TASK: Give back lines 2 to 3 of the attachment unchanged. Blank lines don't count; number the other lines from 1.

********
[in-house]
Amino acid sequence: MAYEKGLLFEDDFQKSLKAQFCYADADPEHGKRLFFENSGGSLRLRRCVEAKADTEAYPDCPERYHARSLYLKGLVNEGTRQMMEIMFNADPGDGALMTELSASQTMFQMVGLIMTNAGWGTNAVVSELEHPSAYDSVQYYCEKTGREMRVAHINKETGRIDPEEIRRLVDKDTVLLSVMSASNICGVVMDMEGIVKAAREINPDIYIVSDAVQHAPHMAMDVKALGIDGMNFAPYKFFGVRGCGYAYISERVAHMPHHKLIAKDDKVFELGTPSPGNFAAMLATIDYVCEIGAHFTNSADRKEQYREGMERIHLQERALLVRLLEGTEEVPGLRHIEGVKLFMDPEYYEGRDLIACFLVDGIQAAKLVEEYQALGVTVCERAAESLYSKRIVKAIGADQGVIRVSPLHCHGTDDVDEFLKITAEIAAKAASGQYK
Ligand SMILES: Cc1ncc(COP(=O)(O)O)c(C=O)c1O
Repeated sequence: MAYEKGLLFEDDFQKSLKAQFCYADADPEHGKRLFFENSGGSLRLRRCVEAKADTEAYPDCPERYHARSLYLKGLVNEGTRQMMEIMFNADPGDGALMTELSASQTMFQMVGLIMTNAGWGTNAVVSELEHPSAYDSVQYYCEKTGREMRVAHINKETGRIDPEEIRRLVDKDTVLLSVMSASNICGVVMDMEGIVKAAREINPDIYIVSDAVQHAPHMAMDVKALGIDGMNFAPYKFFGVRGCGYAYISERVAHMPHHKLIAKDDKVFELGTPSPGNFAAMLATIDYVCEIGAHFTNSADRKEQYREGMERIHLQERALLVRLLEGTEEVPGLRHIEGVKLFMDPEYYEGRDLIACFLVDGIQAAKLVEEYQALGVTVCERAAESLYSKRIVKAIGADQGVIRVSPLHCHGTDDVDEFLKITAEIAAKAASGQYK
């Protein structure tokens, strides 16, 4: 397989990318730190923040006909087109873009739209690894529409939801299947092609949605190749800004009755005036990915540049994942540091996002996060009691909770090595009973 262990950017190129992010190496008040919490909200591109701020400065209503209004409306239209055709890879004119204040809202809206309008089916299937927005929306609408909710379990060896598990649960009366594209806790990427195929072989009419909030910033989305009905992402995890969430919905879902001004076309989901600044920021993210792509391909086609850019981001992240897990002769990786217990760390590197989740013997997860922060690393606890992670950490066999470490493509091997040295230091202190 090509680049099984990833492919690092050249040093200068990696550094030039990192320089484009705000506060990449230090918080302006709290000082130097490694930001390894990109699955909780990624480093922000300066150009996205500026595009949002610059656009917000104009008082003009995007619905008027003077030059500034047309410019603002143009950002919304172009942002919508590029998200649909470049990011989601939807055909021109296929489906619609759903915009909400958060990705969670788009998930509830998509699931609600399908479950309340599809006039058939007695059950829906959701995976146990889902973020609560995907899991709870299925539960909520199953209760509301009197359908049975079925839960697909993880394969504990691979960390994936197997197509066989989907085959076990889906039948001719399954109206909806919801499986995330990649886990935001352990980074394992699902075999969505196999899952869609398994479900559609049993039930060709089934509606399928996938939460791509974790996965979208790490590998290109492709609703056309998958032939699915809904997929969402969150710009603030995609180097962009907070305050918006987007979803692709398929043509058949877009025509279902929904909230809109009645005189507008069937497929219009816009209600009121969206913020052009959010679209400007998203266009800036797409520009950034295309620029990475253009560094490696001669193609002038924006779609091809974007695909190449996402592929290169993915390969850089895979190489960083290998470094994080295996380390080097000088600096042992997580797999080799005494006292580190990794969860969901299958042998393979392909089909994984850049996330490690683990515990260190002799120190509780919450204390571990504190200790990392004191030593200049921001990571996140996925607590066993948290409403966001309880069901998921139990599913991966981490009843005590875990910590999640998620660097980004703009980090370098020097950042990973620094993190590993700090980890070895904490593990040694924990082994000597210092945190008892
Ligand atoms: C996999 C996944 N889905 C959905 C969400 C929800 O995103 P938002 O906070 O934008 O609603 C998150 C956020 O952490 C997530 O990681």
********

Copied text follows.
Amino acid sequence: MAYEKGLLFEDDFQKSLKAQFCYADADPEHGKRLFFENSGGSLRLRRCVEAKADTEAYPDCPERYHARSLYLKGLVNEGTRQMMEIMFNADPGDGALMTELSASQTMFQMVGLIMTNAGWGTNAVVSELEHPSAYDSVQYYCEKTGREMRVAHINKETGRIDPEEIRRLVDKDTVLLSVMSASNICGVVMDMEGIVKAAREINPDIYIVSDAVQHAPHMAMDVKALGIDGMNFAPYKFFGVRGCGYAYISERVAHMPHHKLIAKDDKVFELGTPSPGNFAAMLATIDYVCEIGAHFTNSADRKEQYREGMERIHLQERALLVRLLEGTEEVPGLRHIEGVKLFMDPEYYEGRDLIACFLVDGIQAAKLVEEYQALGVTVCERAAESLYSKRIVKAIGADQGVIRVSPLHCHGTDDVDEFLKITAEIAAKAASGQYK
Ligand SMILES: Cc1ncc(COP(=O)(O)O)c(C=O)c1O